A new Texas state law is about to go into effect that will alter how Title IX investigations begin. The law drastically expands the scope of who would be considered a mandatory reporter, requiring far more people to forward signs of sexual assault and misconduct to the Title IX office.
Covered employees could face a criminal charge and could also be fired if they do not comply with their new duties under the law.
New Texas Law Makes Nearly All College Employees Mandatory Reporters
Back on June 16, 2019, the Texas legislature passed Senate Bill 212 and the governor signed it into law, scheduled to go into effect on January 1, 2020.
The new bill does several things:
- It makes all college employees – except for student workers – mandatory reporters under Title IX law
- Requires Title IX offices in Texas to submit a written report of all of the tips generated under the new law
- Immunizes people who make sexual misconduct reports in good faith under the new law, including by prohibiting retaliation against them by the school
- Makes it a misdemeanor to knowingly fail to make a report or to knowingly make a report with the intent of deceiving or harming someone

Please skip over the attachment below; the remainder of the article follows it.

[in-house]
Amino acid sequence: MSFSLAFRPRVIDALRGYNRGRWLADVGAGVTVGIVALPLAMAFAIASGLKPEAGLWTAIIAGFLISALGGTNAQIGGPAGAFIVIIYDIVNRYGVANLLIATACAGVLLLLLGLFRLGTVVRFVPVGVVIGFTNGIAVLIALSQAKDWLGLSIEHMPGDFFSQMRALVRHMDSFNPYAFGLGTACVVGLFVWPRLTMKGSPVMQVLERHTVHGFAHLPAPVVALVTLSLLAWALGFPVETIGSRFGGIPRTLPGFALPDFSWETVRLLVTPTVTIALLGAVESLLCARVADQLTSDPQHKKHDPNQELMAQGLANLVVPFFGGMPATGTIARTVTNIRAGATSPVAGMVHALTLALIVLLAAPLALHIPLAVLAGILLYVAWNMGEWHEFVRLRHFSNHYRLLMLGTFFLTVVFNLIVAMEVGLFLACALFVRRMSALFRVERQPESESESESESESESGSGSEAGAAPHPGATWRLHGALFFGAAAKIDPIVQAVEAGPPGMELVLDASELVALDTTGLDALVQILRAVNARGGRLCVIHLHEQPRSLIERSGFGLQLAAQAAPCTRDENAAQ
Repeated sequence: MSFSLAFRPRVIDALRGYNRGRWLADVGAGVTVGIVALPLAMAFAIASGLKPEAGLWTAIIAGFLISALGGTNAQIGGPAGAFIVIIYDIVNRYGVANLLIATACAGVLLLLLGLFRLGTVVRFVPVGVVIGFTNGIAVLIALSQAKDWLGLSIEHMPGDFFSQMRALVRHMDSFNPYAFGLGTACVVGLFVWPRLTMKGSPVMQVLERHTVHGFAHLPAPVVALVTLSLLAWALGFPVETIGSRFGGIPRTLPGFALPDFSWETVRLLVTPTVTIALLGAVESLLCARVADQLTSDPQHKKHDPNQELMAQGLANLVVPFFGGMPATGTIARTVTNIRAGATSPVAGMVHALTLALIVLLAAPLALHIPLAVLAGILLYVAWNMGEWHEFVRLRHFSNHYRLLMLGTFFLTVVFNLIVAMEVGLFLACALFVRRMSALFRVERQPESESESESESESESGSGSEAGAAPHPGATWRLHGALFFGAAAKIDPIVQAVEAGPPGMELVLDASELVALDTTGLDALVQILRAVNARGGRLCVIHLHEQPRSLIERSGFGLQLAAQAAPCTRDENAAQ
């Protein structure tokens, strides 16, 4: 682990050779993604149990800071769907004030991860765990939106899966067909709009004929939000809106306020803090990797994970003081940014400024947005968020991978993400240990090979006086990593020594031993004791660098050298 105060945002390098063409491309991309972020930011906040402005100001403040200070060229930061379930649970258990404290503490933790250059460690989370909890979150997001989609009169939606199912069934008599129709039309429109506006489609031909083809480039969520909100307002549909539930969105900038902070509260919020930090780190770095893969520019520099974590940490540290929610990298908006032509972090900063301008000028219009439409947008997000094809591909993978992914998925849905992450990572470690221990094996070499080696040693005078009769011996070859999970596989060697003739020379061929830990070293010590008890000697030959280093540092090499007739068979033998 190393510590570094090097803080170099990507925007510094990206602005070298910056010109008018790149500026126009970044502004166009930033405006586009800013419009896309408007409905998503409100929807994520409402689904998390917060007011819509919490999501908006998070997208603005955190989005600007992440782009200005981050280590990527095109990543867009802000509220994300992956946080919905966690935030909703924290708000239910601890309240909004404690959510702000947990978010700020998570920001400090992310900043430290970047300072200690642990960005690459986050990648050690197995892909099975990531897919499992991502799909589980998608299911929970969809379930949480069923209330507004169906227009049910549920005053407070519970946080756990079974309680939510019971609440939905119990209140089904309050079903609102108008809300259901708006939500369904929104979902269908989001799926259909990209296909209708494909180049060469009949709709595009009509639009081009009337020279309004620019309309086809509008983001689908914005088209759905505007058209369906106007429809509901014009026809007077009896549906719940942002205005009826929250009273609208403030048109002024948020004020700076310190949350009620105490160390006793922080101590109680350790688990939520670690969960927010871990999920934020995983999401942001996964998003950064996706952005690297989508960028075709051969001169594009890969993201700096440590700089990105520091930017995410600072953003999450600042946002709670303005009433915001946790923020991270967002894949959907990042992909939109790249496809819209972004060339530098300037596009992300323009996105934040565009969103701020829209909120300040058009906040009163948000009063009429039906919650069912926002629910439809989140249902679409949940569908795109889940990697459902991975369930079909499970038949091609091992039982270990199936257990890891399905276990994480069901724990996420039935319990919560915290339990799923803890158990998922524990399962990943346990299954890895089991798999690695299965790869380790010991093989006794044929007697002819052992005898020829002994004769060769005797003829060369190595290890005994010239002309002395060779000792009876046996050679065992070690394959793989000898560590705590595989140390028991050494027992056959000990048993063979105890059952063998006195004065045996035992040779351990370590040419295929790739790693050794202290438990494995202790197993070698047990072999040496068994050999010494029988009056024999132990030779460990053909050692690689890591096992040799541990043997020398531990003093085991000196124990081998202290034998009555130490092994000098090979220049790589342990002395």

- Requires colleges to fire an employee who violates the new law
The Tug of War Between Mandatory Reporting and Privacy
As we've covered elsewhere in our blog, mandatory reporting has several downsides to it that is often overlooked.
Among the most complicated and important is the invasion of privacy.
Students in college have only just reached adulthood, and one of the most rewarding changes that they experience between high school and college is the change in teaching dynamics. Whereas in high school their teachers are also figures of authority who can, to some degree or other, discipline them for misbehaving in the classroom, college professors treat their students as adults who can – and should – be able to make their own decisions.
The result is an atmosphere of congeniality that promotes the kinds of conversations that help college students grow as people and help them find their identity.
Making all college employees mandatory reporters undercuts this congeniality and trust in two very important ways:
- It can deter important and intimate conversations between students and college employees, including professors, by requiring professors to disclose them to a Title IX office that will use the information and take action based on what it learns, forcing professors to betray what a student might have hoped would be a confidential conversation
- It can add distance between students and faculty members, once students understand that any relationship that gets formed between the two will not be enough to keep the new mandatory reporting law from getting in the middle
Title IX Defense Lawyer Joseph D. Lento
The idea of deputizing more and more college personnel for Title IX purposes is not new. And while it can increase the number of sexual misconduct allegations that surface, it often does so against the wishes of alleged victims. It also comes at the expense of one of the most important relationships that college students can form.